David J. King Hall, #2013
May 07, 2019, 02:00 PM to 04:00 PM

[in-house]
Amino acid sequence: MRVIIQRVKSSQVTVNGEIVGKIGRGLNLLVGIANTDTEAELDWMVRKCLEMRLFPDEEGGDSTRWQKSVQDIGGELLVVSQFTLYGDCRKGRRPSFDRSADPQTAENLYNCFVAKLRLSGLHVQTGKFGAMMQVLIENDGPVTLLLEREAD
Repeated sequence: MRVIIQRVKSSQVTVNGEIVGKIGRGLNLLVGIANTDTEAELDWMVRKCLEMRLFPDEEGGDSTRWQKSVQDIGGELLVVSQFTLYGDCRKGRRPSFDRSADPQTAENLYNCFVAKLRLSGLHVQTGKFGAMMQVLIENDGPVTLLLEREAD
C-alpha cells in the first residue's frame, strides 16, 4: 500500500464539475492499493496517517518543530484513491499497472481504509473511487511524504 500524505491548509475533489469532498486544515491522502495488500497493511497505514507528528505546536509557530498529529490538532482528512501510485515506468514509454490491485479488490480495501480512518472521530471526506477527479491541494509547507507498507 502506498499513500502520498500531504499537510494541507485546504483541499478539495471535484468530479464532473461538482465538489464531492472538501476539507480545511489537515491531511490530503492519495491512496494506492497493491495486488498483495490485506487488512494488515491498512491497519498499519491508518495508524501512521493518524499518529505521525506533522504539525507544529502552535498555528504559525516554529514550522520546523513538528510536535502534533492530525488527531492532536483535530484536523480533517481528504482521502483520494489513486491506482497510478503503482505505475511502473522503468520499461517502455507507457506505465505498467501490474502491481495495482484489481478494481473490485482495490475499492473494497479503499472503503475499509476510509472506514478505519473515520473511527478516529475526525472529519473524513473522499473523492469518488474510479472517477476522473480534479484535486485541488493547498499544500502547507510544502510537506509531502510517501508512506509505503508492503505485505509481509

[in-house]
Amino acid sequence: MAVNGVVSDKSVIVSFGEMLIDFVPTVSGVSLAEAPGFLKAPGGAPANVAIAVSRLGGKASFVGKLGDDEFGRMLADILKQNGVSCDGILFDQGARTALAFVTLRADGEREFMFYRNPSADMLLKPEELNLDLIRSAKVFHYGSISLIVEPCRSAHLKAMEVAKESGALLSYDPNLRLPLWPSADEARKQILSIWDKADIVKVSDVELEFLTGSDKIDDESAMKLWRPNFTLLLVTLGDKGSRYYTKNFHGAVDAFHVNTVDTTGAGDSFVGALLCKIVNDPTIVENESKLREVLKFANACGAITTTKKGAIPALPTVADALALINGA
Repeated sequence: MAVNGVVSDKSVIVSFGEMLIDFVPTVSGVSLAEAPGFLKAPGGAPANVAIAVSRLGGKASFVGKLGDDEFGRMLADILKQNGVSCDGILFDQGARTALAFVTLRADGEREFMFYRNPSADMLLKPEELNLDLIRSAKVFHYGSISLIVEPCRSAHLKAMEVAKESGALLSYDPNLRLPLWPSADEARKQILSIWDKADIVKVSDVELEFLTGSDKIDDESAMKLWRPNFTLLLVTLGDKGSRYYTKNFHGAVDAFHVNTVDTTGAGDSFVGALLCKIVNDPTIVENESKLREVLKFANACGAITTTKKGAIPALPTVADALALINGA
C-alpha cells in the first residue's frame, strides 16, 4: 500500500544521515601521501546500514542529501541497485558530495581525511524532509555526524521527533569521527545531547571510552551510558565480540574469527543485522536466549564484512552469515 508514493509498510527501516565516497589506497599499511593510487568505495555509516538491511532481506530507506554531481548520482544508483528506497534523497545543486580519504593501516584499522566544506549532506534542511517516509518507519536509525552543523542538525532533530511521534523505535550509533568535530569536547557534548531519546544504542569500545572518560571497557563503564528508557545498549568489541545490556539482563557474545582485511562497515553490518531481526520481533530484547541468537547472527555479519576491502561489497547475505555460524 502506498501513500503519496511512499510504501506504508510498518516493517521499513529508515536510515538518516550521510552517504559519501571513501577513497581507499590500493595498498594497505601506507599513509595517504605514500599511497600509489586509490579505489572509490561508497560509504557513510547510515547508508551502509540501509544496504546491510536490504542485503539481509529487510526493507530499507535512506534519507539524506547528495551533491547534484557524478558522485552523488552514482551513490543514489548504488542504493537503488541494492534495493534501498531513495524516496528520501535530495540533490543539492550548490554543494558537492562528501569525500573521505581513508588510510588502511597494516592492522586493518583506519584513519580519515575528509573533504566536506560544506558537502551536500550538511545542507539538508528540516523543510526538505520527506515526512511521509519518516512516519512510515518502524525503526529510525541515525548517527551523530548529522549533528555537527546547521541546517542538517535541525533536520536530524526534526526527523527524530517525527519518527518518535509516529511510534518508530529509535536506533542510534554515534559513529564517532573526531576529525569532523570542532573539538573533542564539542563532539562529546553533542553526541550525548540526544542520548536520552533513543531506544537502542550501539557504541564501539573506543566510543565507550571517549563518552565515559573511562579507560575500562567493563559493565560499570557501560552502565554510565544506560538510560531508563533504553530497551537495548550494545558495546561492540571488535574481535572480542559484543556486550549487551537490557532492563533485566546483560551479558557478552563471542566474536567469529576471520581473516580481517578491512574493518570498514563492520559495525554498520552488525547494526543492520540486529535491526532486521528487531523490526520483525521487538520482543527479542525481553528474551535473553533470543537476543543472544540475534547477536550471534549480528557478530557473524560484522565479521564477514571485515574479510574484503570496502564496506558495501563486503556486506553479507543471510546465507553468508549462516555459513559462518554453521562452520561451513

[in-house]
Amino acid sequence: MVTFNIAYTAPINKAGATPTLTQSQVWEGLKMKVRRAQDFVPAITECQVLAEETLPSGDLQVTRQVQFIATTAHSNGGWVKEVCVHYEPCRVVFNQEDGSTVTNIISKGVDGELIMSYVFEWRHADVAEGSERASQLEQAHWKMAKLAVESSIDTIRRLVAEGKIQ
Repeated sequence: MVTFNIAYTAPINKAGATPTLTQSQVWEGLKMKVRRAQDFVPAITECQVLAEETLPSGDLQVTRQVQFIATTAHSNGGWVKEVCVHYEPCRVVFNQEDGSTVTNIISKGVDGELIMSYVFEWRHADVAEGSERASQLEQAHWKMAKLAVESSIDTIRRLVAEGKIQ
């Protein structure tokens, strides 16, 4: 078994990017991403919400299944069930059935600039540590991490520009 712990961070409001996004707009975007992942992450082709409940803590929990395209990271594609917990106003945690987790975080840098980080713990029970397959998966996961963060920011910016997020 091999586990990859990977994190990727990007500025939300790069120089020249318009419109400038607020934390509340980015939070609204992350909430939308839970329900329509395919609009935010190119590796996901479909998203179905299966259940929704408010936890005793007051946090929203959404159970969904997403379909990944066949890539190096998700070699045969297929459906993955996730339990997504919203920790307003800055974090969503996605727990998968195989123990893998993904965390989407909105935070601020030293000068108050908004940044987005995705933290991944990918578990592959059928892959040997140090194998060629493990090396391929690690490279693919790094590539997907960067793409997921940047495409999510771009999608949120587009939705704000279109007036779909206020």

Male violence is a serious problem world-wide. In the United States, for instance, 98% of mass shooters since 1966 have been men, and men committed 89.5% of all homicides between 1980 and 2008 (Berkowitz et al., 2017; Cooper & Smith, 2011). The significant sex-based discrepancy in violent crime suggests that something about masculinity contributes to this pattern. In order to create effective prevention and intervention efforts, it is essential to better understand the psychology of male aggression. Experimental literature in psychology demonstrates a relationship between threat to masculinity and aggression, such that men may act out violently in response to feeling that they are not meeting gender role expectations. The author’s previous research suggested that shame may be a key component of this dynamic, and therefore potential target of intervention (Gebhard, Cattaneo, Tangney, Shor, and Hargrove, 2018). The present dissertation builds on those preliminary findings with two online experimental studies. Results from Study 1 indicate that men who behaved aggressively after experiencing threat to masculinity were those who felt ashamed about the threat. Results from Study 2 indicate that engaging in a brief self-affirmation intervention significantly reduced men’s vulnerability to feeling ashamed, and thus reduced their level of aggression after threat to masculinity. The results of the studies provide key building blocks to allow for future work shaping violence prevention and intervention efforts.